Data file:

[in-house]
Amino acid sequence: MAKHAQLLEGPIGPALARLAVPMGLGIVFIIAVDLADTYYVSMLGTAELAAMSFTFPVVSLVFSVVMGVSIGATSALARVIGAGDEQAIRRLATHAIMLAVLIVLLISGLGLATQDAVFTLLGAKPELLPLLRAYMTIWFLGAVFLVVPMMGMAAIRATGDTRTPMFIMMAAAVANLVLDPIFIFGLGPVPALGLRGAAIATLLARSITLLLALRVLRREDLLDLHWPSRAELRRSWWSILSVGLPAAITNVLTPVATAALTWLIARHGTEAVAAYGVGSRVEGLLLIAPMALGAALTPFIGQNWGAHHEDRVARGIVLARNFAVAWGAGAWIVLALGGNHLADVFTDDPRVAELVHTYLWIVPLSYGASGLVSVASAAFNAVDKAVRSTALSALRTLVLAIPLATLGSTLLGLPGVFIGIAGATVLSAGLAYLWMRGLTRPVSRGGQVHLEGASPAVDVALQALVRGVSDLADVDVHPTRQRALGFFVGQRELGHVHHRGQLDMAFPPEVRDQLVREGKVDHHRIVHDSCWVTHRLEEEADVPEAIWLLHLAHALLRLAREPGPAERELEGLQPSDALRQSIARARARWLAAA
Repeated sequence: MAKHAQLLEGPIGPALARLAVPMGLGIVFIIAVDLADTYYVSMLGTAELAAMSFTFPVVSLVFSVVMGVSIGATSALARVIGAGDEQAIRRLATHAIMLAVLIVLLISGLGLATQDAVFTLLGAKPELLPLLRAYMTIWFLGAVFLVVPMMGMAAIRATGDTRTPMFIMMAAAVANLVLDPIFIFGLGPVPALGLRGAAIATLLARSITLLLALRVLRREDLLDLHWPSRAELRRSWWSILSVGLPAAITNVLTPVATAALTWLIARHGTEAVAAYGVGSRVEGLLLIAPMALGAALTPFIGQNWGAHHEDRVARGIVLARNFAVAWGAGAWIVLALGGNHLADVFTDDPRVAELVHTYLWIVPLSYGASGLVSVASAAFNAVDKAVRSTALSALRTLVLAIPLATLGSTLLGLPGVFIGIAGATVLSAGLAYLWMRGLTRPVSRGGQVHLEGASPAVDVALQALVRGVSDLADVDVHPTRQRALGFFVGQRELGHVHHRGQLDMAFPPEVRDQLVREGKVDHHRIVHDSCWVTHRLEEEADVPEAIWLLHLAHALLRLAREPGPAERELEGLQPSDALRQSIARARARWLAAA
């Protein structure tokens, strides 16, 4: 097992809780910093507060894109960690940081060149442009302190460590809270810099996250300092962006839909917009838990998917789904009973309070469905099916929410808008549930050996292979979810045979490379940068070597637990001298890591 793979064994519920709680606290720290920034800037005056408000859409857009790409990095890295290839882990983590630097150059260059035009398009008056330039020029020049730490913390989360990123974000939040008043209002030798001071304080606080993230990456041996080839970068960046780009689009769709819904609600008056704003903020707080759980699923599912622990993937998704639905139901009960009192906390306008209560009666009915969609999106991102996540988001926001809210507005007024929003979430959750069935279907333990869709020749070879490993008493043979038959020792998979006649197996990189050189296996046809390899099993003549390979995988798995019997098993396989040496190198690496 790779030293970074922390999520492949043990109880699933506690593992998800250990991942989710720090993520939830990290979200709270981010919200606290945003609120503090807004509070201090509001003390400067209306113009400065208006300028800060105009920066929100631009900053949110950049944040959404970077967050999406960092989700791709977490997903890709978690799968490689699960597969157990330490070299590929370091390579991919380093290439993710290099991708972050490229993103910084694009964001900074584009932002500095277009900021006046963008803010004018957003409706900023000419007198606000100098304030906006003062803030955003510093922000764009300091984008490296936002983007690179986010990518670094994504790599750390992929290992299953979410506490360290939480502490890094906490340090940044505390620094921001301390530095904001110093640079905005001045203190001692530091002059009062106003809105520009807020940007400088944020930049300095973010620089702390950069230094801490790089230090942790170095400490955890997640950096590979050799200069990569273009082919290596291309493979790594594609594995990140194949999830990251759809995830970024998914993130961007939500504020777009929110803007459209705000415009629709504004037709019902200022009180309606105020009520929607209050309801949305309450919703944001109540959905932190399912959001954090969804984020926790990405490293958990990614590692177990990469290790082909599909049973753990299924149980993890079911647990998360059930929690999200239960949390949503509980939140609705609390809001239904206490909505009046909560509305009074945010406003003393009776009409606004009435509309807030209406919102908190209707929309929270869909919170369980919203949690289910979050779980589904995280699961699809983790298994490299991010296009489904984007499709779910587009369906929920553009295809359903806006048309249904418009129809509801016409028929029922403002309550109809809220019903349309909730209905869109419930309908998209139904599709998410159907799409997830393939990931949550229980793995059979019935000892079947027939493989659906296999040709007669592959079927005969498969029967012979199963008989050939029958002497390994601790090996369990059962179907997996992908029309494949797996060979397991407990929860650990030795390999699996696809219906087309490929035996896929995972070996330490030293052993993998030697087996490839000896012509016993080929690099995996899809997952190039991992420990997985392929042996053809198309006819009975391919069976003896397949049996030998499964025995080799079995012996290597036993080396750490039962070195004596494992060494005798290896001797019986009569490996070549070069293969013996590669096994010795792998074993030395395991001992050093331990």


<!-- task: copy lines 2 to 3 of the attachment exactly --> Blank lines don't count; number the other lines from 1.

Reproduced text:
Amino acid sequence: MAKHAQLLEGPIGPALARLAVPMGLGIVFIIAVDLADTYYVSMLGTAELAAMSFTFPVVSLVFSVVMGVSIGATSALARVIGAGDEQAIRRLATHAIMLAVLIVLLISGLGLATQDAVFTLLGAKPELLPLLRAYMTIWFLGAVFLVVPMMGMAAIRATGDTRTPMFIMMAAAVANLVLDPIFIFGLGPVPALGLRGAAIATLLARSITLLLALRVLRREDLLDLHWPSRAELRRSWWSILSVGLPAAITNVLTPVATAALTWLIARHGTEAVAAYGVGSRVEGLLLIAPMALGAALTPFIGQNWGAHHEDRVARGIVLARNFAVAWGAGAWIVLALGGNHLADVFTDDPRVAELVHTYLWIVPLSYGASGLVSVASAAFNAVDKAVRSTALSALRTLVLAIPLATLGSTLLGLPGVFIGIAGATVLSAGLAYLWMRGLTRPVSRGGQVHLEGASPAVDVALQALVRGVSDLADVDVHPTRQRALGFFVGQRELGHVHHRGQLDMAFPPEVRDQLVREGKVDHHRIVHDSCWVTHRLEEEADVPEAIWLLHLAHALLRLAREPGPAERELEGLQPSDALRQSIARARARWLAAA
Repeated sequence: MAKHAQLLEGPIGPALARLAVPMGLGIVFIIAVDLADTYYVSMLGTAELAAMSFTFPVVSLVFSVVMGVSIGATSALARVIGAGDEQAIRRLATHAIMLAVLIVLLISGLGLATQDAVFTLLGAKPELLPLLRAYMTIWFLGAVFLVVPMMGMAAIRATGDTRTPMFIMMAAAVANLVLDPIFIFGLGPVPALGLRGAAIATLLARSITLLLALRVLRREDLLDLHWPSRAELRRSWWSILSVGLPAAITNVLTPVATAALTWLIARHGTEAVAAYGVGSRVEGLLLIAPMALGAALTPFIGQNWGAHHEDRVARGIVLARNFAVAWGAGAWIVLALGGNHLADVFTDDPRVAELVHTYLWIVPLSYGASGLVSVASAAFNAVDKAVRSTALSALRTLVLAIPLATLGSTLLGLPGVFIGIAGATVLSAGLAYLWMRGLTRPVSRGGQVHLEGASPAVDVALQALVRGVSDLADVDVHPTRQRALGFFVGQRELGHVHHRGQLDMAFPPEVRDQLVREGKVDHHRIVHDSCWVTHRLEEEADVPEAIWLLHLAHALLRLAREPGPAERELEGLQPSDALRQSIARARARWLAAA